tlhIngan-Hol Archive: Fri Dec 14 06:23:17 2007

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Re: jIHtaHbogh naDev vISovbe'

David Trimboli (david@trimboli.name) [KLI Member] [Hol po'wI']



QeS 'utlh wrote:
> mujuSbogh Sojmey vIlegh vIneHmo' wa'wen QInmey vIlaDtaH.
> 
> mu'tlhegh {nuqDaq 'oH puchpa''e'?} lubopbogh QIn vIlaD, 'ej Voragh wa'
> QInDaq mu'tlheghvam vItu':
> 
> jIHtaHbogh naDev vISovbe'
> I'm lost. TKD
> 
> chay' bopoj? vIpoj 'e' vInID 'ach Hatlaw'. mu'tlheghHom wa'DIch
> 'ay' 'oHchugh {naDev}'e', Hat (mu'tlhegh bI'reSDaq poHmey Daqmey je
> perbogh DIp lulo'nISlu'), 'ej mu'tlheghHom cha'DIch 'ay' 'oHchugh, Hat
> je (KCDDaq mu'tlhegh {Dajatlhbogh vIyajbe'} wIghaj, 'ach Soj DIp'e'
> ghajnIS mojaq {-bogh} lulo'bogh wotmey roD net Qublaw').
> 
> chay' pojnISlu'?
> 
> SKI: QeS 'utlh is puzzled about the TKD sentence {jIHtaHbogh naDev
> vISovbe'}. No matter which clause {naDev} is parsed into, it seems to
> be illegal, unless it's further evidence for headless relative clauses.

I believe this sentence works according to the rules, albeit somewhat 
unexpectedly. The key lies in understanding the nature of the 
pronoun-as-verb. They aren't used *exactly* like verbs. To better define 
them, I'm going to invent some terminology to describe this structure.

When used as a verb, the pronoun takes a "copulative." This is a noun 
that is being "linked" with the pronoun. In the pronoun-as-verb 
sentence, the copulative is always required. Thus

    HoD ghaH
    He is the captain.

If you want to identify one copulative as being the same as some other 
noun, you do so by adding a "topic." The topic is always added to the end.

    HoD ghaH Qugh'e'
    Kruge is the captain.

This is exactly the same sentence as before with exactly the same 
meaning, but with a topic added. "As for Kruge, he is the captain."

I've used the word "link" without defining it. The link relationship is 
a little broader than the English copula. It means that the copulative 
has an object-like relationship to the pronoun, where the pronoun is 
treated much like a verb meaning "to be." In other words, {HoD ghaH} is 
more than just saying "him, captain." It's a verbal sentiment. He *is*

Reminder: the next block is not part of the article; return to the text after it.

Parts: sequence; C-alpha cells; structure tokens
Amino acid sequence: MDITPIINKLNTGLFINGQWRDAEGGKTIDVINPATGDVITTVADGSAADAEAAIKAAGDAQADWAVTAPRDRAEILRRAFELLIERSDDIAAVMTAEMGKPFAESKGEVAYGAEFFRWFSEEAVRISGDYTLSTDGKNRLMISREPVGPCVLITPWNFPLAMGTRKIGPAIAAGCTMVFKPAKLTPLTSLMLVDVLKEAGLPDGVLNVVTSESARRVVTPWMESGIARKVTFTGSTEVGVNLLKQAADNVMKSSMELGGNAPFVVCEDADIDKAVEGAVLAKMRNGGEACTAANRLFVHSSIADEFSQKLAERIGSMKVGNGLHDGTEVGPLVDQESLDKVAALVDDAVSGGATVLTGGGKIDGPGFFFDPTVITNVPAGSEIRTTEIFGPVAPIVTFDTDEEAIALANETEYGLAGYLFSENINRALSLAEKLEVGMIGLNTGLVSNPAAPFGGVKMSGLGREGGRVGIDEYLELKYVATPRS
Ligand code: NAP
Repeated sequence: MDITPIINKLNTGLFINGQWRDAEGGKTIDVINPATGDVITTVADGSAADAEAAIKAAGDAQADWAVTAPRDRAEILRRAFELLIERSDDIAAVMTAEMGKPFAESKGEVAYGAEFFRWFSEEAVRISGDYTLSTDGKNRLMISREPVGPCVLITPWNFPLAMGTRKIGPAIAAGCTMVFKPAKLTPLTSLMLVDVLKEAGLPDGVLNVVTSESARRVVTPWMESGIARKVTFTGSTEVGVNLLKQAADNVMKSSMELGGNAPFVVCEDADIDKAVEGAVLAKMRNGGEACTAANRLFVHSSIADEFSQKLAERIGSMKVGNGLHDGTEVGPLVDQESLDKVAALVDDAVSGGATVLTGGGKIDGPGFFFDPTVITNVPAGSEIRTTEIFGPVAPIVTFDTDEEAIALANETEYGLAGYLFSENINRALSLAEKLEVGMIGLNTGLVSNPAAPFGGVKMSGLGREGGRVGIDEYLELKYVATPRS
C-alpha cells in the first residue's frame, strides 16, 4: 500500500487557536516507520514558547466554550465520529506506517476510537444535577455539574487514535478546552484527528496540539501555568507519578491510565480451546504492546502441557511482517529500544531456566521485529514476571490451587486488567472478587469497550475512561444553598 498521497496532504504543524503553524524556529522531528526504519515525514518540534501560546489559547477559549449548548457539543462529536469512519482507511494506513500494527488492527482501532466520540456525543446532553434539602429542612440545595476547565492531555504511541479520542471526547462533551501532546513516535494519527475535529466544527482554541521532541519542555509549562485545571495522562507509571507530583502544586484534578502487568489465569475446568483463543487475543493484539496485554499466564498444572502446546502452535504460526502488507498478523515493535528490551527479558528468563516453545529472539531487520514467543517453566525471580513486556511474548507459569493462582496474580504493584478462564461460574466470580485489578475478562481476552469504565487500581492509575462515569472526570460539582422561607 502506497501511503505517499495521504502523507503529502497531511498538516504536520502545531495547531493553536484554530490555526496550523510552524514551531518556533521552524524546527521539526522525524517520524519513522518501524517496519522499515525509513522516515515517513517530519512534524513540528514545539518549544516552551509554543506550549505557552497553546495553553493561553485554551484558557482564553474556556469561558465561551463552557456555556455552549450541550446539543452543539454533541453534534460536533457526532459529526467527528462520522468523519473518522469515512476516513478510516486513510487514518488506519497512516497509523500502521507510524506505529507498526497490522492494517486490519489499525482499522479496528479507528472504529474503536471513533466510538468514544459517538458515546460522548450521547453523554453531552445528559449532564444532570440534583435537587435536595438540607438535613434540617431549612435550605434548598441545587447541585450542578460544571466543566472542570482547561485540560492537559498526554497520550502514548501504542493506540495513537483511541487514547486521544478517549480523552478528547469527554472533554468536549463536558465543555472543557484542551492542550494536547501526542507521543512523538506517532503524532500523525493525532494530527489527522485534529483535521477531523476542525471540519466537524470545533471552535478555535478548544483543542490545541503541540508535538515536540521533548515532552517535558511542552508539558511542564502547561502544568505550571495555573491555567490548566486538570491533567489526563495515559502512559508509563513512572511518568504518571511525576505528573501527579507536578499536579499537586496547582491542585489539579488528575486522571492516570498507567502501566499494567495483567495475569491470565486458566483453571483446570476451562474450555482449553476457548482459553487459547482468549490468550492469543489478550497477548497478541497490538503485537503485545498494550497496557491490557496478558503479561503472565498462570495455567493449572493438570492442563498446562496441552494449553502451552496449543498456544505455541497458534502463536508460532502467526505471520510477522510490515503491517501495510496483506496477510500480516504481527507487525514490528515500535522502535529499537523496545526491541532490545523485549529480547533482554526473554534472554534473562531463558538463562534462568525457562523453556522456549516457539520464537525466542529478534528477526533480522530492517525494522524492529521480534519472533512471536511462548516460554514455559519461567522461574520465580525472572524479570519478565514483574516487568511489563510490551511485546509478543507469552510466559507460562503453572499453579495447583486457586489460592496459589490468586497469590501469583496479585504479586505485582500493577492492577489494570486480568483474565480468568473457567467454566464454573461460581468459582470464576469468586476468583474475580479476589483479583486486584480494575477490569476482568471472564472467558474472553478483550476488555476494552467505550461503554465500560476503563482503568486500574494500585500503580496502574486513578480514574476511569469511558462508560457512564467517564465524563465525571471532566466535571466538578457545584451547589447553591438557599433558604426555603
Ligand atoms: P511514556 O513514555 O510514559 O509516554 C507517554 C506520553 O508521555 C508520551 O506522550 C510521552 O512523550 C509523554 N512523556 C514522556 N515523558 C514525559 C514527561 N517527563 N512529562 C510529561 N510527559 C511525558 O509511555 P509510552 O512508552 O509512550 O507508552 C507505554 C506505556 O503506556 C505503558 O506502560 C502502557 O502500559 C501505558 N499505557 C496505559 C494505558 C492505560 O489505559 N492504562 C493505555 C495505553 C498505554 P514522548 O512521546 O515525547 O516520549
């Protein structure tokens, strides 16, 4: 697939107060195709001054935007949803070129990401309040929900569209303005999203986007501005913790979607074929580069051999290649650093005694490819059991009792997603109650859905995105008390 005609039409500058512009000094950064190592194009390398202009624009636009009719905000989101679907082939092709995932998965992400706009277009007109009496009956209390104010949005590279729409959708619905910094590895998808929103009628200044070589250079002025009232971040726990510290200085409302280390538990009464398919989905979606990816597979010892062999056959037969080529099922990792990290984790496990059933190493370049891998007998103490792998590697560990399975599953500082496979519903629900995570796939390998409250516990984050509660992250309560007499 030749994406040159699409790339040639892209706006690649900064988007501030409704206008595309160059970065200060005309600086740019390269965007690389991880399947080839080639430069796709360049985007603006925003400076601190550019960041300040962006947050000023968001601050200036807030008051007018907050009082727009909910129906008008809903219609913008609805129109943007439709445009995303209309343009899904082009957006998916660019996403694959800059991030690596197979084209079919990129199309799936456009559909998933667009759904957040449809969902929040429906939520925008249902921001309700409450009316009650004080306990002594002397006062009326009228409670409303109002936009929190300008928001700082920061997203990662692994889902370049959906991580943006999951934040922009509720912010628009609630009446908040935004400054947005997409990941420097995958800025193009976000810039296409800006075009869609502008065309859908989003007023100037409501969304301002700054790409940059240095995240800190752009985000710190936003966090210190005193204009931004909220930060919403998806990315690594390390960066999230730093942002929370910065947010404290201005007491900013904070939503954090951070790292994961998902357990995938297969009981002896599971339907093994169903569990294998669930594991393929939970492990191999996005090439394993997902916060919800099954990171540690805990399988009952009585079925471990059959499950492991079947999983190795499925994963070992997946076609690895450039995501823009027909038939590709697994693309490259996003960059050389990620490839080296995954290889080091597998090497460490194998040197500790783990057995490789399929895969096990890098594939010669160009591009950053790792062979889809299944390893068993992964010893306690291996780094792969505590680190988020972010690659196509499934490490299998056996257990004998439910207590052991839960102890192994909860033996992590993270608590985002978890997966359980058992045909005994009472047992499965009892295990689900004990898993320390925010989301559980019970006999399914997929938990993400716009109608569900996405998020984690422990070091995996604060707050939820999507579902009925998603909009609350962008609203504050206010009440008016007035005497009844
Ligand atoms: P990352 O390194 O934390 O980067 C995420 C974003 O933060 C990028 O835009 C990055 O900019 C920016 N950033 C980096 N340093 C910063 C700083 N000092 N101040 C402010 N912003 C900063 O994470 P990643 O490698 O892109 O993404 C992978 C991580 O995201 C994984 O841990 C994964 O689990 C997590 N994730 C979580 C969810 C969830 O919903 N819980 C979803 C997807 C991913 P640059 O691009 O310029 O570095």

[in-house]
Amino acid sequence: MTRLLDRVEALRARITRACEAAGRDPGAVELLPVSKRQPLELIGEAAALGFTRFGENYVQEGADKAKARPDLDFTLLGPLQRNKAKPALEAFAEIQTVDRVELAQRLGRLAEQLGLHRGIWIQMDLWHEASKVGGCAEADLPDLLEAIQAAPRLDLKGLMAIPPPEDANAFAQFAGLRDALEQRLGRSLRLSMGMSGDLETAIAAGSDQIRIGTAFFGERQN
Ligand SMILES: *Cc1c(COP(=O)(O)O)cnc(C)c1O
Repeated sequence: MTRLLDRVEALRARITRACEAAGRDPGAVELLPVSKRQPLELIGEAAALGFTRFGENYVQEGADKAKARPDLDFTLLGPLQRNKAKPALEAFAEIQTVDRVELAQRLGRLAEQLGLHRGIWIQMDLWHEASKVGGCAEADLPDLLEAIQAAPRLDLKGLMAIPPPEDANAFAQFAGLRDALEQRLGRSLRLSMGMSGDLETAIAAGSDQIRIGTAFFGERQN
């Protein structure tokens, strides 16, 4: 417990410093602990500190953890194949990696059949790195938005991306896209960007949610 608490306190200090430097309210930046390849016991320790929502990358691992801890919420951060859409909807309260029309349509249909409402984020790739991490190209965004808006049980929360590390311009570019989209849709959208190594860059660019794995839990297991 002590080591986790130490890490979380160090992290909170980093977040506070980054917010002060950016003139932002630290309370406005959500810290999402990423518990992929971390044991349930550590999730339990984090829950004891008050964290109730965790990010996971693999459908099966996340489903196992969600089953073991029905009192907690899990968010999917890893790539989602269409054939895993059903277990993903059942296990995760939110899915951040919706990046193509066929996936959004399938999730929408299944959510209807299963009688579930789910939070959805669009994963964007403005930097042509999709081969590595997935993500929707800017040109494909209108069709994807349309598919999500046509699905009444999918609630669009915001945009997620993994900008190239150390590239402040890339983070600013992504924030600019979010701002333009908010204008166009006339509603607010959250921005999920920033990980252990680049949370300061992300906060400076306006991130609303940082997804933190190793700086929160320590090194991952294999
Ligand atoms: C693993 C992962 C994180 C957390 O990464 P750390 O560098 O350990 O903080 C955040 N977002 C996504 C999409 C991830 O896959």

the captain. He acts in the role of captain. Because the pronoun's role 
is verbal, you can use verb suffixes on it:

    HoD ghaHchoH Qugh'e'
    Kruge starts being the captain.
    (As for Kruge, he starts being the captain.)

Remember, the topic is not a subject of the prounoun, though the 
copulative is more or less an object of the pronoun.

But what about sentences like {pa'Daq ghaH HoD'e'}? What's happening 
here? Exactly the same thing. {pa'Daq} is the copulative. It's the 
object of the pronoun. We know that objects can be locatives and the 
like. {yuQDaq vIjaH} "I go to the planet." It's no different with the 
pronoun-as-verb sentence.

    pa'Daq ghaH HoD'e'
    The captain is in the room.
    (As for the captain, he is in the room.)

This is also why you don't say things like {pa'Daq HoD ghaH} -- although 
you could. But this sentence doesn't mean "As for the captain, he is in 
the room"; it means something like "In the room, he is the captain." 
Perhaps this means that if he leaves the room, he'll stop being the 
captain. {pa'vo' HoD ghaHbe'}

We're almost there. The following is a perfectly understandable sentence:

    naDev jIH
    I am here.

This isn't an adverbial locative stuck in front of a headless verb; it's 
a locative copulative linked to a verbal pronoun. "I *am* here." "My 
being is done here." Therefore, one should not be terribly surprised if 
we turn this into a relative clause:

    naDev jIHtaHbogh
    the here for which I am

This is awkward in English, but it makes perfect sense in Klingon. "The 
here for which I am doing my being." Now you can use this clause as a 
subject or object in a sentence:

    naDev jIHtaHbogh vISovbe'
    I don't know the here for which I am

Again, a terrible phrase in English, but perfectly sensible in Klingon.

But wait! That's not how the original sentence goes! That's

    jIHtaHbogh naDev vISovbe'

What's up with that?

There are a couple of possible answers to this. The most obvious, and in 
my opinion the most likely to be correct, is that this phrase has been 
fossilized in an older form. That may sound like a cop-out; we could 
have just used the fossilized idiom excuse at the start and avoided all 
this analysis. But consider: there's no rule anywhere that says the 
copulative *has* to come before the prounoun. It always does, except for 
this sentence, in the canon, so this must obviously be the rule. But 
it's conceivable that there has been, or is, another rule that says that 
copulatives can come after the pronoun as well. This might also explain 
the otherwise anomalous {SoH 'Iv} "Who are you?" from Conversational 
Klingon. (Why isn't it {'Iv SoH}?) Being such a common phrase, it may 
indicate an earlier, more fluid syntax for the pronoun-as-verb.

As long as we don't get hung up with the odd word order, which isn't 
absolutely wrong (it *is* canon, after all), then this sentence makes 
perfect sense:

    jIHtaHbogh naDev vISovbe'
    I don't know the here for which I am.

SuStel
Stardate 7952.2


-- 
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